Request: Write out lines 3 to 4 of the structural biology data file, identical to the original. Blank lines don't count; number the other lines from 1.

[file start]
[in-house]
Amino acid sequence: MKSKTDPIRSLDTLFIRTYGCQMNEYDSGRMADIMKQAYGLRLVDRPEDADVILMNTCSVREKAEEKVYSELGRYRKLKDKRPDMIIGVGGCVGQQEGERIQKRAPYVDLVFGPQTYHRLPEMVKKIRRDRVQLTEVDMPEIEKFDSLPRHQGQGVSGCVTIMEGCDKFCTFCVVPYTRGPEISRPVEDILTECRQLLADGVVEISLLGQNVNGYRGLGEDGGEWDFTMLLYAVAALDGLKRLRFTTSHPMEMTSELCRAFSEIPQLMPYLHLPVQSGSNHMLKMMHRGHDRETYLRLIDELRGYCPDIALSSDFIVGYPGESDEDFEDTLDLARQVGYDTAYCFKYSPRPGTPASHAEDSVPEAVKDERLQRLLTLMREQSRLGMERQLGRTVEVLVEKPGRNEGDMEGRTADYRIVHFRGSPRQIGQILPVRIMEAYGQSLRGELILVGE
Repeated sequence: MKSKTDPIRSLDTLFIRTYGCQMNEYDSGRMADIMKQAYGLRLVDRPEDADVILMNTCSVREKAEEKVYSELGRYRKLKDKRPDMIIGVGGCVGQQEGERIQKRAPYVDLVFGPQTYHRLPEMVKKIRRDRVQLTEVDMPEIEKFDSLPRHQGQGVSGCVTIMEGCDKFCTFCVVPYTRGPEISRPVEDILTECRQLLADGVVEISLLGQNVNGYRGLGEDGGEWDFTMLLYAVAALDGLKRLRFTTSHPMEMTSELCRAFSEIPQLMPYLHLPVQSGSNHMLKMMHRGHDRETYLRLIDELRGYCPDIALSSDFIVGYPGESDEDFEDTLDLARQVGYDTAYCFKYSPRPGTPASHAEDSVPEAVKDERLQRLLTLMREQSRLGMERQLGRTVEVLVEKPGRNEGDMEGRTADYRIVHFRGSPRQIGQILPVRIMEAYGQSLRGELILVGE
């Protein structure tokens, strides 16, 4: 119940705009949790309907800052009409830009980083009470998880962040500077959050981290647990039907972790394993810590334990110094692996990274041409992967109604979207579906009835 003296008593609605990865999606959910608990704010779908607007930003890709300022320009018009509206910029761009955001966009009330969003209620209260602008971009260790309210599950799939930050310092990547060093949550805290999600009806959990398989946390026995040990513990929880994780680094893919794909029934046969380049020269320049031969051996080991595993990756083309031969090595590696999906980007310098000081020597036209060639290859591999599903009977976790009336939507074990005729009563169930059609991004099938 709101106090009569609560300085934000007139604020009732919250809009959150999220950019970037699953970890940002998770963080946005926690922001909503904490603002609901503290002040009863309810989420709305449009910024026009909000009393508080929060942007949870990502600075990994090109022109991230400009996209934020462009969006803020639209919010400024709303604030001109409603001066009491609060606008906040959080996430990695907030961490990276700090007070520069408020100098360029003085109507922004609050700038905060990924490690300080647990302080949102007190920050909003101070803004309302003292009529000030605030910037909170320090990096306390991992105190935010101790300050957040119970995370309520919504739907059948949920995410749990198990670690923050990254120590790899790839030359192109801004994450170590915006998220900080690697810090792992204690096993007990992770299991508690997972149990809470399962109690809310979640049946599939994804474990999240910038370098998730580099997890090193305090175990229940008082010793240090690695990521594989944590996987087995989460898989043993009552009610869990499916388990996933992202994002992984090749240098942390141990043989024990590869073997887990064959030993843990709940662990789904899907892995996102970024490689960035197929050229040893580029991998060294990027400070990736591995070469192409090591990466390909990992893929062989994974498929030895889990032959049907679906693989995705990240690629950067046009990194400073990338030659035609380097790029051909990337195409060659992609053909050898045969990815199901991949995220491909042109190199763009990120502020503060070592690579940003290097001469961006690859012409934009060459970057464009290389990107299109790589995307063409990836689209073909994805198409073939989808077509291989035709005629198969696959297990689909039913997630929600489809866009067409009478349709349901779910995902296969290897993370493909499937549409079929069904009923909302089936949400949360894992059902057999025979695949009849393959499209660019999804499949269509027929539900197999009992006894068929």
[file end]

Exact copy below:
Repeated sequence: MKSKTDPIRSLDTLFIRTYGCQMNEYDSGRMADIMKQAYGLRLVDRPEDADVILMNTCSVREKAEEKVYSELGRYRKLKDKRPDMIIGVGGCVGQQEGERIQKRAPYVDLVFGPQTYHRLPEMVKKIRRDRVQLTEVDMPEIEKFDSLPRHQGQGVSGCVTIMEGCDKFCTFCVVPYTRGPEISRPVEDILTECRQLLADGVVEISLLGQNVNGYRGLGEDGGEWDFTMLLYAVAALDGLKRLRFTTSHPMEMTSELCRAFSEIPQLMPYLHLPVQSGSNHMLKMMHRGHDRETYLRLIDELRGYCPDIALSSDFIVGYPGESDEDFEDTLDLARQVGYDTAYCFKYSPRPGTPASHAEDSVPEAVKDERLQRLLTLMREQSRLGMERQLGRTVEVLVEKPGRNEGDMEGRTADYRIVHFRGSPRQIGQILPVRIMEAYGQSLRGELILVGE
């Protein structure tokens, strides 16, 4: 119940705009949790309907800052009409830009980083009470998880962040500077959050981290647990039907972790394993810590334990110094692996990274041409992967109604979207579906009835 003296008593609605990865999606959910608990704010779908607007930003890709300022320009018009509206910029761009955001966009009330969003209620209260602008971009260790309210599950799939930050310092990547060093949550805290999600009806959990398989946390026995040990513990929880994780680094893919794909029934046969380049020269320049031969051996080991595993990756083309031969090595590696999906980007310098000081020597036209060639290859591999599903009977976790009336939507074990005729009563169930059609991004099938 709101106090009569609560300085934000007139604020009732919250809009959150999220950019970037699953970890940002998770963080946005926690922001909503904490603002609901503290002040009863309810989420709305449009910024026009909000009393508080929060942007949870990502600075990994090109022109991230400009996209934020462009969006803020639209919010400024709303604030001109409603001066009491609060606008906040959080996430990695907030961490990276700090007070520069408020100098360029003085109507922004609050700038905060990924490690300080647990302080949102007190920050909003101070803004309302003292009529000030605030910037909170320090990096306390991992105190935010101790300050957040119970995370309520919504739907059948949920995410749990198990670690923050990254120590790899790839030359192109801004994450170590915006998220900080690697810090792992204690096993007990992770299991508690997972149990809470399962109690809310979640049946599939994804474990999240910038370098998730580099997890090193305090175990229940008082010793240090690695990521594989944590996987087995989460898989043993009552009610869990499916388990996933992202994002992984090749240098942390141990043989024990590869073997887990064959030993843990709940662990789904899907892995996102970024490689960035197929050229040893580029991998060294990027400070990736591995070469192409090591990466390909990992893929062989994974498929030895889990032959049907679906693989995705990240690629950067046009990194400073990338030659035609380097790029051909990337195409060659992609053909050898045969990815199901991949995220491909042109190199763009990120502020503060070592690579940003290097001469961006690859012409934009060459970057464009290389990107299109790589995307063409990836689209073909994805198409073939989808077509291989035709005629198969696959297990689909039913997630929600489809866009067409009478349709349901779910995902296969290897993370493909499937549409079929069904009923909302089936949400949360894992059902057999025979695949009849393959499209660019999804499949269509027929539900197999009992006894068929």